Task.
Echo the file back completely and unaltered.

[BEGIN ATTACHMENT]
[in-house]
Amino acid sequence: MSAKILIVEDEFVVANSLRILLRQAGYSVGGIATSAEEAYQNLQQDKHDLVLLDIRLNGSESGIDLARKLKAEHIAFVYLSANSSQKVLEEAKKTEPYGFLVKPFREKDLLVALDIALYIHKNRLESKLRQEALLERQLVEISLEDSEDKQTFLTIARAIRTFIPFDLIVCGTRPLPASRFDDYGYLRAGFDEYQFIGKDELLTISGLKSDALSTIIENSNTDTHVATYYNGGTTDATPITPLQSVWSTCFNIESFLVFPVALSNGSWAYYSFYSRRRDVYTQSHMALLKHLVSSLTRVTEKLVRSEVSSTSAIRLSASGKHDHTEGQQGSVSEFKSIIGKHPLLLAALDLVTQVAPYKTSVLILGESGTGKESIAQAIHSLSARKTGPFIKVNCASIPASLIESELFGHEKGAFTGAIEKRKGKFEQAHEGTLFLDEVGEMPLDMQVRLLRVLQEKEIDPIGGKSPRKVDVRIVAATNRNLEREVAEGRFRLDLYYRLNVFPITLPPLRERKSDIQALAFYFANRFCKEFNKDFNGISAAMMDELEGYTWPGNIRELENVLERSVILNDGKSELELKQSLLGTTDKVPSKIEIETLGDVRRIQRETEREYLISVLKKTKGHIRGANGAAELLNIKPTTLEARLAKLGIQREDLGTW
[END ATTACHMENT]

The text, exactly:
[in-house]
Amino acid sequence: MSAKILIVEDEFVVANSLRILLRQAGYSVGGIATSAEEAYQNLQQDKHDLVLLDIRLNGSESGIDLARKLKAEHIAFVYLSANSSQKVLEEAKKTEPYGFLVKPFREKDLLVALDIALYIHKNRLESKLRQEALLERQLVEISLEDSEDKQTFLTIARAIRTFIPFDLIVCGTRPLPASRFDDYGYLRAGFDEYQFIGKDELLTISGLKSDALSTIIENSNTDTHVATYYNGGTTDATPITPLQSVWSTCFNIESFLVFPVALSNGSWAYYSFYSRRRDVYTQSHMALLKHLVSSLTRVTEKLVRSEVSSTSAIRLSASGKHDHTEGQQGSVSEFKSIIGKHPLLLAALDLVTQVAPYKTSVLILGESGTGKESIAQAIHSLSARKTGPFIKVNCASIPASLIESELFGHEKGAFTGAIEKRKGKFEQAHEGTLFLDEVGEMPLDMQVRLLRVLQEKEIDPIGGKSPRKVDVRIVAATNRNLEREVAEGRFRLDLYYRLNVFPITLPPLRERKSDIQALAFYFANRFCKEFNKDFNGISAAMMDELEGYTWPGNIRELENVLERSVILNDGKSELELKQSLLGTTDKVPSKIEIETLGDVRRIQRETEREYLISVLKKTKGHIRGANGAAELLNIKPTTLEARLAKLGIQREDLGTW